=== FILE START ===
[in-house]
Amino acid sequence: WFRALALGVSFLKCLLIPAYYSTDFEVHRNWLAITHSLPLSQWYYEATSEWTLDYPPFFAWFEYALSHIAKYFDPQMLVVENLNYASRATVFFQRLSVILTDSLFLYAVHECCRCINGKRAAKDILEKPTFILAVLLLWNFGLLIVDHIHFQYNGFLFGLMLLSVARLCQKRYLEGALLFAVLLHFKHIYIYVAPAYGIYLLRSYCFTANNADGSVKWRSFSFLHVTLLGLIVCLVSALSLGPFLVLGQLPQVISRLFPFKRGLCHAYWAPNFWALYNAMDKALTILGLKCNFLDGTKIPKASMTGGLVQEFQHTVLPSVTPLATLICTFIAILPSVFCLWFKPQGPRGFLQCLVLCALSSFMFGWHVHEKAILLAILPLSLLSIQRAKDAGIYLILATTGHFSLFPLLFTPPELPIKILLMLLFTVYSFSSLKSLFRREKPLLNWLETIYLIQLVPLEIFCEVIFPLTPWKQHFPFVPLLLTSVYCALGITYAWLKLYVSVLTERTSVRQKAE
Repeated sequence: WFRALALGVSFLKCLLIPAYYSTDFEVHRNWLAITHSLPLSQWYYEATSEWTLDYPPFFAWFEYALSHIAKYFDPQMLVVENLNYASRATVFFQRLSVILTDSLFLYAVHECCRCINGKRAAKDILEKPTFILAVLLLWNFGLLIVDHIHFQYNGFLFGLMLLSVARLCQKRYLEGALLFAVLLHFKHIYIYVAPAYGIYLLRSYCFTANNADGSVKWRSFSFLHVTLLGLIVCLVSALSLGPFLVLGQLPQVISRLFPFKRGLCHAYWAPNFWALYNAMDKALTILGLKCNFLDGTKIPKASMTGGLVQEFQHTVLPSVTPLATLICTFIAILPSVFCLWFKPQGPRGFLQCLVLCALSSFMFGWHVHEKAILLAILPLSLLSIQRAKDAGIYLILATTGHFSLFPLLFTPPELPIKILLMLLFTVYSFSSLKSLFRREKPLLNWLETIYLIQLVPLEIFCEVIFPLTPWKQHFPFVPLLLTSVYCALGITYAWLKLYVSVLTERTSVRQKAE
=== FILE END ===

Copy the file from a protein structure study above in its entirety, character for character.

[in-house]
Amino acid sequence: WFRALALGVSFLKCLLIPAYYSTDFEVHRNWLAITHSLPLSQWYYEATSEWTLDYPPFFAWFEYALSHIAKYFDPQMLVVENLNYASRATVFFQRLSVILTDSLFLYAVHECCRCINGKRAAKDILEKPTFILAVLLLWNFGLLIVDHIHFQYNGFLFGLMLLSVARLCQKRYLEGALLFAVLLHFKHIYIYVAPAYGIYLLRSYCFTANNADGSVKWRSFSFLHVTLLGLIVCLVSALSLGPFLVLGQLPQVISRLFPFKRGLCHAYWAPNFWALYNAMDKALTILGLKCNFLDGTKIPKASMTGGLVQEFQHTVLPSVTPLATLICTFIAILPSVFCLWFKPQGPRGFLQCLVLCALSSFMFGWHVHEKAILLAILPLSLLSIQRAKDAGIYLILATTGHFSLFPLLFTPPELPIKILLMLLFTVYSFSSLKSLFRREKPLLNWLETIYLIQLVPLEIFCEVIFPLTPWKQHFPFVPLLLTSVYCALGITYAWLKLYVSVLTERTSVRQKAE
Repeated sequence: WFRALALGVSFLKCLLIPAYYSTDFEVHRNWLAITHSLPLSQWYYEATSEWTLDYPPFFAWFEYALSHIAKYFDPQMLVVENLNYASRATVFFQRLSVILTDSLFLYAVHECCRCINGKRAAKDILEKPTFILAVLLLWNFGLLIVDHIHFQYNGFLFGLMLLSVARLCQKRYLEGALLFAVLLHFKHIYIYVAPAYGIYLLRSYCFTANNADGSVKWRSFSFLHVTLLGLIVCLVSALSLGPFLVLGQLPQVISRLFPFKRGLCHAYWAPNFWALYNAMDKALTILGLKCNFLDGTKIPKASMTGGLVQEFQHTVLPSVTPLATLICTFIAILPSVFCLWFKPQGPRGFLQCLVLCALSSFMFGWHVHEKAILLAILPLSLLSIQRAKDAGIYLILATTGHFSLFPLLFTPPELPIKILLMLLFTVYSFSSLKSLFRREKPLLNWLETIYLIQLVPLEIFCEVIFPLTPWKQHFPFVPLLLTSVYCALGITYAWLKLYVSVLTERTSVRQKAE